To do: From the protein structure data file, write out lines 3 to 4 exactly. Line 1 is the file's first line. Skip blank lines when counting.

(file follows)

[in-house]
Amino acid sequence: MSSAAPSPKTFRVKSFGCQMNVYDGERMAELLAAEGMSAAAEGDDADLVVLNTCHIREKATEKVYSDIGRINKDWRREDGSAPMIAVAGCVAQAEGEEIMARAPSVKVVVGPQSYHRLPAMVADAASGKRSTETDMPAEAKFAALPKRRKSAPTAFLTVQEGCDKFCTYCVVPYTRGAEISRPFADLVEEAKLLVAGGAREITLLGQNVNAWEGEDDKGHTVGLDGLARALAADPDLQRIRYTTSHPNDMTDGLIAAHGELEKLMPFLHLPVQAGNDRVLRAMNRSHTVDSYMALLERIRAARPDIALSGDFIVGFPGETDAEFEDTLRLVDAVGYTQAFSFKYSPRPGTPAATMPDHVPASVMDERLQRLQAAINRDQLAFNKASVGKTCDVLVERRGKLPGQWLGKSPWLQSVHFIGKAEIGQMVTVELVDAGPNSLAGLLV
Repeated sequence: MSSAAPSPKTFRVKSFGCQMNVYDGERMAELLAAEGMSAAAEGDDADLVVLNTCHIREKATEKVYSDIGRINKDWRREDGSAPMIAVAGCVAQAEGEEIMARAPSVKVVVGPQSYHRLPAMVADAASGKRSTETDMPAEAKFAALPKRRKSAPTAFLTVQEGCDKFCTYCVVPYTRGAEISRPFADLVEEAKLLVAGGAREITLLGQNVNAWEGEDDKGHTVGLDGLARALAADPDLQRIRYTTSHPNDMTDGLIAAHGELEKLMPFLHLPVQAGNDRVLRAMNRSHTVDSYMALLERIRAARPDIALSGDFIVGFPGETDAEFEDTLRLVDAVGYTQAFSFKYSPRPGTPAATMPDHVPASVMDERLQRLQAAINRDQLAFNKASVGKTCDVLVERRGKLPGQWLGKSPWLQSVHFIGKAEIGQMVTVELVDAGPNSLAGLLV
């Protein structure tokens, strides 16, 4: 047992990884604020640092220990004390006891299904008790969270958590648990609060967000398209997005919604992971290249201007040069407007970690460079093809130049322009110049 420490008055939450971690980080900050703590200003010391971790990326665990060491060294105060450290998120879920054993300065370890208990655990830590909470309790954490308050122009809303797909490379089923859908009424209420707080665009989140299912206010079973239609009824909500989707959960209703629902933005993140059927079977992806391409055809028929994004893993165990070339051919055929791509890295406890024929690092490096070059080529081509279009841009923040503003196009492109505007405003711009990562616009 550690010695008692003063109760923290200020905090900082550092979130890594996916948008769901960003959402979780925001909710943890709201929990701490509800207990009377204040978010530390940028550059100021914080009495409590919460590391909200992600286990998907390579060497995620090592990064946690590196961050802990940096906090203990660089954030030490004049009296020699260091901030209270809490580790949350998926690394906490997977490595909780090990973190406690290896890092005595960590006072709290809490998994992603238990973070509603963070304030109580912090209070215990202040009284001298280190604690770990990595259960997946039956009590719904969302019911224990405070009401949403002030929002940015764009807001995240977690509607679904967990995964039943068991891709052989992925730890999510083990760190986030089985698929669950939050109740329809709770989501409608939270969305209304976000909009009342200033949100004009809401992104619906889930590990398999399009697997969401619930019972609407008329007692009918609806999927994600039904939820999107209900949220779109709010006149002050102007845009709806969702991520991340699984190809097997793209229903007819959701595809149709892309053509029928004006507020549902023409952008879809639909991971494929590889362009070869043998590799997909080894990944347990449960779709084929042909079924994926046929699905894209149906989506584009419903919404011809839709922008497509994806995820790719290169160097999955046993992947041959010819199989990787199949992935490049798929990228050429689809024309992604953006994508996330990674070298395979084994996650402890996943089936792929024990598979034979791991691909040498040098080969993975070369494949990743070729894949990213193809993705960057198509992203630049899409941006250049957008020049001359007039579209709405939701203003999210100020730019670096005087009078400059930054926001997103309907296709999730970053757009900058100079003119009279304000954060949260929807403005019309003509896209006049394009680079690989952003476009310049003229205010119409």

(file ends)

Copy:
Repeated sequence: MSSAAPSPKTFRVKSFGCQMNVYDGERMAELLAAEGMSAAAEGDDADLVVLNTCHIREKATEKVYSDIGRINKDWRREDGSAPMIAVAGCVAQAEGEEIMARAPSVKVVVGPQSYHRLPAMVADAASGKRSTETDMPAEAKFAALPKRRKSAPTAFLTVQEGCDKFCTYCVVPYTRGAEISRPFADLVEEAKLLVAGGAREITLLGQNVNAWEGEDDKGHTVGLDGLARALAADPDLQRIRYTTSHPNDMTDGLIAAHGELEKLMPFLHLPVQAGNDRVLRAMNRSHTVDSYMALLERIRAARPDIALSGDFIVGFPGETDAEFEDTLRLVDAVGYTQAFSFKYSPRPGTPAATMPDHVPASVMDERLQRLQAAINRDQLAFNKASVGKTCDVLVERRGKLPGQWLGKSPWLQSVHFIGKAEIGQMVTVELVDAGPNSLAGLLV
């Protein structure tokens, strides 16, 4: 047992990884604020640092220990004390006891299904008790969270958590648990609060967000398209997005919604992971290249201007040069407007970690460079093809130049322009110049 420490008055939450971690980080900050703590200003010391971790990326665990060491060294105060450290998120879920054993300065370890208990655990830590909470309790954490308050122009809303797909490379089923859908009424209420707080665009989140299912206010079973239609009824909500989707959960209703629902933005993140059927079977992806391409055809028929994004893993165990070339051919055929791509890295406890024929690092490096070059080529081509279009841009923040503003196009492109505007405003711009990562616009 550690010695008692003063109760923290200020905090900082550092979130890594996916948008769901960003959402979780925001909710943890709201929990701490509800207990009377204040978010530390940028550059100021914080009495409590919460590391909200992600286990998907390579060497995620090592990064946690590196961050802990940096906090203990660089954030030490004049009296020699260091901030209270809490580790949350998926690394906490997977490595909780090990973190406690290896890092005595960590006072709290809490998994992603238990973070509603963070304030109580912090209070215990202040009284001298280190604690770990990595259960997946039956009590719904969302019911224990405070009401949403002030929002940015764009807001995240977690509607679904967990995964039943068991891709052989992925730890999510083990760190986030089985698929669950939050109740329809709770989501409608939270969305209304976000909009009342200033949100004009809401992104619906889930590990398999399009697997969401619930019972609407008329007692009918609806999927994600039904939820999107209900949220779109709010006149002050102007845009709806969702991520991340699984190809097997793209229903007819959701595809149709892309053509029928004006507020549902023409952008879809639909991971494929590889362009070869043998590799997909080894990944347990449960779709084929042909079924994926046929699905894209149906989506584009419903919404011809839709922008497509994806995820790719290169160097999955046993992947041959010819199989990787199949992935490049798929990228050429689809024309992604953006994508996330990674070298395979084994996650402890996943089936792929024990598979034979791991691909040498040098080969993975070369494949990743070729894949990213193809993705960057198509992203630049899409941006250049957008020049001359007039579209709405939701203003999210100020730019670096005087009078400059930054926001997103309907296709999730970053757009900058100079003119009279304000954060949260929807403005019309003509896209006049394009680079690989952003476009310049003229205010119409």